Powder Magazine residents: Community filled with 'goodness'

Police leaving Phase One, Powder Magazine, Cocorite on Monday.  - Faith Ayoung
Police leaving Phase One, Powder Magazine, Cocorite on Monday. - Faith Ayoung

Residents of Phase One, Powder Magazine, Cocorite say stigmas about crime in the area are unfounded as the community is all about “goodness and love.”

A shooting in the community on Saturday night left four men dead and eight more wounded.

Newsday visited the Housing Development Corporation (HDC) apartment complex on Monday and saw armed police officers patrolling the street outside and a tent with members of the police Victim and Witness Support Unit near the gate.

Residents were hesitant to speak with the media. The few who did all said they were shocked to hear the gunshots so close to the compound.

“Since I come inside here to live, me ent know this kind of thing going on. I know inside of here is a peaceful community,” said one woman. She added, “I can't see no motive for people coming here to do that.”

Another woman, whose relative was shot, said she is angry as shootings are not a common occurrence in the area.

“Is goodness in here. Everybody does come to lime. Any hour, you can see people liming and children outside playing. All the shots fire and nobody ent even fire back because nobody in here on that.”

Another nearby woman said there was no gang issue in the area.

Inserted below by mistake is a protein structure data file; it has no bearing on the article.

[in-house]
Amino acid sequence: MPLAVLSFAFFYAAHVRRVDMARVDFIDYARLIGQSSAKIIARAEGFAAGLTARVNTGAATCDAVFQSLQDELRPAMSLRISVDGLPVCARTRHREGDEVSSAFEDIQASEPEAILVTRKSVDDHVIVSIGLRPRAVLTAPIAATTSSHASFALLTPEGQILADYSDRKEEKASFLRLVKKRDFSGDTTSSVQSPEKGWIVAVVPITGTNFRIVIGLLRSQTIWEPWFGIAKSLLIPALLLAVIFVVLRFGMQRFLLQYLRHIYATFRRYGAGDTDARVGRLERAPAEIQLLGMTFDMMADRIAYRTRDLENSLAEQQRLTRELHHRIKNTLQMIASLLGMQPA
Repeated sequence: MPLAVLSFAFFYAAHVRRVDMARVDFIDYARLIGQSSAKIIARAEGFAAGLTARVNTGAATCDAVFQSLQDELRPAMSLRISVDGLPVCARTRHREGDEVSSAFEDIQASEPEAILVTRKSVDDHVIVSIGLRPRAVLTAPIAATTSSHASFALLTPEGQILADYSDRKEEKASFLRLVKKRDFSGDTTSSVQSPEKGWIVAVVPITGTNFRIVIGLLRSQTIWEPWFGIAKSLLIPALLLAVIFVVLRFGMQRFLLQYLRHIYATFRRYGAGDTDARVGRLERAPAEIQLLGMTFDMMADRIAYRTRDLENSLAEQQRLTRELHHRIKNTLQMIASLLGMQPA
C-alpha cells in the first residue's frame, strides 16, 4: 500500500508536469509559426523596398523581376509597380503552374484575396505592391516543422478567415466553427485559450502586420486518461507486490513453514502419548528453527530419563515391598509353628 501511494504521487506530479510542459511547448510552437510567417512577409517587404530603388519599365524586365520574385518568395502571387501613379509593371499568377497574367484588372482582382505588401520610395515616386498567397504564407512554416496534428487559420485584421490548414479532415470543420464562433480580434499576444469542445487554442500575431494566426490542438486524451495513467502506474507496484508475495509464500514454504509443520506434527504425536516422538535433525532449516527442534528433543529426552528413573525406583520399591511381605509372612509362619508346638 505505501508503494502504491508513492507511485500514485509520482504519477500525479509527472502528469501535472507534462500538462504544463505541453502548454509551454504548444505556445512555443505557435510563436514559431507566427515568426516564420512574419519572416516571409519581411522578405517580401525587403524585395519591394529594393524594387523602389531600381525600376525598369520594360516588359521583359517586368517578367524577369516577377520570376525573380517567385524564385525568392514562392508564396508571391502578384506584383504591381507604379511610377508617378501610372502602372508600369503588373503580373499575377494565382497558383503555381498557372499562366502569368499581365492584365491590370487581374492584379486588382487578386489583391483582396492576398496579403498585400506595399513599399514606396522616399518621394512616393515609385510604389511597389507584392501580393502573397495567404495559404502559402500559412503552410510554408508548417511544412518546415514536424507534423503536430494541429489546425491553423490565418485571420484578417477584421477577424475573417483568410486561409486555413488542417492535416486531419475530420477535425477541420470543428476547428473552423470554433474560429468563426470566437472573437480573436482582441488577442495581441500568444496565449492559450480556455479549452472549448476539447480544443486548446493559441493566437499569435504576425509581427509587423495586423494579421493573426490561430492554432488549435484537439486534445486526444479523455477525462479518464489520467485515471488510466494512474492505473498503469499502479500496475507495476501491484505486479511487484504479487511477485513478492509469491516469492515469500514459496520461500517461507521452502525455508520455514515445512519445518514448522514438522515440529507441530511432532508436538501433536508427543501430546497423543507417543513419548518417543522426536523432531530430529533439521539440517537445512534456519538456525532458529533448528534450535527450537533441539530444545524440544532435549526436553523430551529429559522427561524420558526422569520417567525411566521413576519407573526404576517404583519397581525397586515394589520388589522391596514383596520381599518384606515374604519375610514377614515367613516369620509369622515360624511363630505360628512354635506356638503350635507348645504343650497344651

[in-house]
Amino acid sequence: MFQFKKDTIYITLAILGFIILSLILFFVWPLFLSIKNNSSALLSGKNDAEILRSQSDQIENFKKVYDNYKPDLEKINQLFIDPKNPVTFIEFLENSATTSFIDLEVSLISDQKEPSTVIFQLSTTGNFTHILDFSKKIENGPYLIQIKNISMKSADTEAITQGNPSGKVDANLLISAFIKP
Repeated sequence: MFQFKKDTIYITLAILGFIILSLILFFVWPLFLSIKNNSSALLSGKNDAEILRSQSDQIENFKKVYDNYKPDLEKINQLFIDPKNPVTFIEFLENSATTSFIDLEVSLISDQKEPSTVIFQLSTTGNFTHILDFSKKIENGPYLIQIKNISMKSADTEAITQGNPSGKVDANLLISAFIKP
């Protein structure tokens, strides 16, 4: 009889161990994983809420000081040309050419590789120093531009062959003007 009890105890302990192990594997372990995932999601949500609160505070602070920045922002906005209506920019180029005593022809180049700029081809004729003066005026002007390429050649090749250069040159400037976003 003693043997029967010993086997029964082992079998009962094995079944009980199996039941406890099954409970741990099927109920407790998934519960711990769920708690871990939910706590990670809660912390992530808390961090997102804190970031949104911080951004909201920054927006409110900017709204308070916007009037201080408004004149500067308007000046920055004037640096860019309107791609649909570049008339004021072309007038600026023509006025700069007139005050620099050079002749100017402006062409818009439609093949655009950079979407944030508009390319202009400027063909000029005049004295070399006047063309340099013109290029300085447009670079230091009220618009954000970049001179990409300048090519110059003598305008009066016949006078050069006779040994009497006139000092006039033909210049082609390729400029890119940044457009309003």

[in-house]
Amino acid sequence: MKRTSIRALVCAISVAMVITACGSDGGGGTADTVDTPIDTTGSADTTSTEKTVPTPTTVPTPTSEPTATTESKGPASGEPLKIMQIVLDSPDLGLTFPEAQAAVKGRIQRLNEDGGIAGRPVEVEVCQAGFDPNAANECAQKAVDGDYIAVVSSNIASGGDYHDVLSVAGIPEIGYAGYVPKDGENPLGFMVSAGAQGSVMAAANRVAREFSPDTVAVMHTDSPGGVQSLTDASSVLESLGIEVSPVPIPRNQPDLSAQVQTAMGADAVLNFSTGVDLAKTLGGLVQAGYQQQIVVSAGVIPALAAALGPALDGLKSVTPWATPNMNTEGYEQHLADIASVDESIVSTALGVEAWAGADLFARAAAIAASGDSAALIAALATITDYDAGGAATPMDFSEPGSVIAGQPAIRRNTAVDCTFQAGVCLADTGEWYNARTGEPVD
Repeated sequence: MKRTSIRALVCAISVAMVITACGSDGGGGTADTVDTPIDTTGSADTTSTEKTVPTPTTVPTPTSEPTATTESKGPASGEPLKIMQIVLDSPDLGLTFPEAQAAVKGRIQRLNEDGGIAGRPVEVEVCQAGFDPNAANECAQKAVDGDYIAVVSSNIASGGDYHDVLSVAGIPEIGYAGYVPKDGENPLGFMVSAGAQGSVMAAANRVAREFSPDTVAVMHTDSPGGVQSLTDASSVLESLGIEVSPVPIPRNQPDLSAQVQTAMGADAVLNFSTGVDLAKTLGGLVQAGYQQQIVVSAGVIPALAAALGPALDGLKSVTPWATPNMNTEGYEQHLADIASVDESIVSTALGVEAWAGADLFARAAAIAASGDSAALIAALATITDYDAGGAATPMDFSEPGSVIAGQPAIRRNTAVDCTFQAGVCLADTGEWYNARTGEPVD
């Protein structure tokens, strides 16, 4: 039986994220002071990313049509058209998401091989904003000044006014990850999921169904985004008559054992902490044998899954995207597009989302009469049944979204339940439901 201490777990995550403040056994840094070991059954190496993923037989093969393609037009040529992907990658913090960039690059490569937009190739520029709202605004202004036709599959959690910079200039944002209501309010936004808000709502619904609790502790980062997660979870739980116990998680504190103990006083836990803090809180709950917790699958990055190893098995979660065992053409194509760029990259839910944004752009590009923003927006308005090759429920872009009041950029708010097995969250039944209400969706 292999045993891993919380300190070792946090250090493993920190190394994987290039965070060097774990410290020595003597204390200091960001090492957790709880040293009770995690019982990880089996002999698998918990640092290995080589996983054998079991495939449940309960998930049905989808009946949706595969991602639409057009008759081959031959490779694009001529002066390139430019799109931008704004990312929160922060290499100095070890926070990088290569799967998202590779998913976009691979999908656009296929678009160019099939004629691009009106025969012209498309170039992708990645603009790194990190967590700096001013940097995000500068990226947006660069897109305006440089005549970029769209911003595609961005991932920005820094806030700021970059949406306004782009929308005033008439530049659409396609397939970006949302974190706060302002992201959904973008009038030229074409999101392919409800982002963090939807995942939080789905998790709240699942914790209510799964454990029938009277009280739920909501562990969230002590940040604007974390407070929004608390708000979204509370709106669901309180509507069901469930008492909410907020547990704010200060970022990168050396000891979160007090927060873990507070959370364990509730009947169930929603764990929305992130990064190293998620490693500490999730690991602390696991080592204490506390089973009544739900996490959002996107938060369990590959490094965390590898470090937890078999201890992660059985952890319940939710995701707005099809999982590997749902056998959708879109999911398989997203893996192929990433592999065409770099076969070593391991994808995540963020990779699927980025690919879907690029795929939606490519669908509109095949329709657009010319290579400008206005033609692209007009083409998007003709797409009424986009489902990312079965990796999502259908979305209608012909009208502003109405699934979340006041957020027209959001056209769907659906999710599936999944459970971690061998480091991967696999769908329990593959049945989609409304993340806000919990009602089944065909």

“It don’t have that in here. Nobody who dead by those buildings was in anything. In here is a love. Is just a love. All of we was one.”

One man said he appreciated the police presence but called for a more permanent solution to addressing residents’ concerns.

“We feel much safer because we don't know if the guys (gunmen) could come back.

“I don't know how long the police could (stay here)…but otherwise, we have so much to do and we wouldn't let that stop us (if they leave).”

He suggested a card-controlled barrier to limit access to the compound.

Police Victim and Witness Support officer Christine Forde said residents have embraced the services they are offering.

“They have accepted the intervention, so there will be follow-up conversations with them where we could help them deal with it and help them give them coping strategies that will help them regain some sort of normalcy in their lives.”

Forde said the unit is also referring them to state agencies which may be able to assist with grants.

Forde said any member of the community who felt uncomfortable speaking with them in public could visit the Four Roads, Carenage or West End police stations and ask to speak with a victim and witness support officer.


"Powder Magazine residents: Community filled with ‘goodness’"

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